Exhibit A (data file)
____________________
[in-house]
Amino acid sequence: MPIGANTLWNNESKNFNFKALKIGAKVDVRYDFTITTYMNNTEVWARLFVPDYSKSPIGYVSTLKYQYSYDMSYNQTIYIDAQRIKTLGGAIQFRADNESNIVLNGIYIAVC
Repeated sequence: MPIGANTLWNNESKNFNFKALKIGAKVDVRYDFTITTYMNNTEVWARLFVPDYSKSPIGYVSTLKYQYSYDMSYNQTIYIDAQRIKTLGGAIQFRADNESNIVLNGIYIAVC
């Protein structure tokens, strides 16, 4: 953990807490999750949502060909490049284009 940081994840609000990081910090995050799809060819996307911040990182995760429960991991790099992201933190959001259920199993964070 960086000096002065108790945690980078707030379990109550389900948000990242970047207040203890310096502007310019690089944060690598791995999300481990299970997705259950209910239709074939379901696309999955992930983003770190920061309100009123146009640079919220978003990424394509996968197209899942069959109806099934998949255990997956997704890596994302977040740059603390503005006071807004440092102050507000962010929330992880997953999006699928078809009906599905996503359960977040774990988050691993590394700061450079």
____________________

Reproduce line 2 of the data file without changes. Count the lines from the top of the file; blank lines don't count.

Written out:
Amino acid sequence: MPIGANTLWNNESKNFNFKALKIGAKVDVRYDFTITTYMNNTEVWARLFVPDYSKSPIGYVSTLKYQYSYDMSYNQTIYIDAQRIKTLGGAIQFRADNESNIVLNGIYIAVC